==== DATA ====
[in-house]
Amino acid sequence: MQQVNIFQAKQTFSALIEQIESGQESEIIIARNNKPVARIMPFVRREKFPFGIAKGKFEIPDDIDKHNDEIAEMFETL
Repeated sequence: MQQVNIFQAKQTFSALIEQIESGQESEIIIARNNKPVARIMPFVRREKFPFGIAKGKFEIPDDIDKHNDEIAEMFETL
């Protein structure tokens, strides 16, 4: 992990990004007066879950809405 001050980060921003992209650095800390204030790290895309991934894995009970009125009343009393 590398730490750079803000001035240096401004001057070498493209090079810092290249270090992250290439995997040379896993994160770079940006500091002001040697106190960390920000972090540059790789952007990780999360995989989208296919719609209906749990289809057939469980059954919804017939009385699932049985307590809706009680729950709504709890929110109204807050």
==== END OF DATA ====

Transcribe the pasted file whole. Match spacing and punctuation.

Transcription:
[in-house]
Amino acid sequence: MQQVNIFQAKQTFSALIEQIESGQESEIIIARNNKPVARIMPFVRREKFPFGIAKGKFEIPDDIDKHNDEIAEMFETL
Repeated sequence: MQQVNIFQAKQTFSALIEQIESGQESEIIIARNNKPVARIMPFVRREKFPFGIAKGKFEIPDDIDKHNDEIAEMFETL
């Protein structure tokens, strides 16, 4: 992990990004007066879950809405 001050980060921003992209650095800390204030790290895309991934894995009970009125009343009393 590398730490750079803000001035240096401004001057070498493209090079810092290249270090992250290439995997040379896993994160770079940006500091002001040697106190960390920000972090540059790789952007990780999360995989989208296919719609209906749990289809057939469980059954919804017939009385699932049985307590809706009680729950709504709890929110109204807050």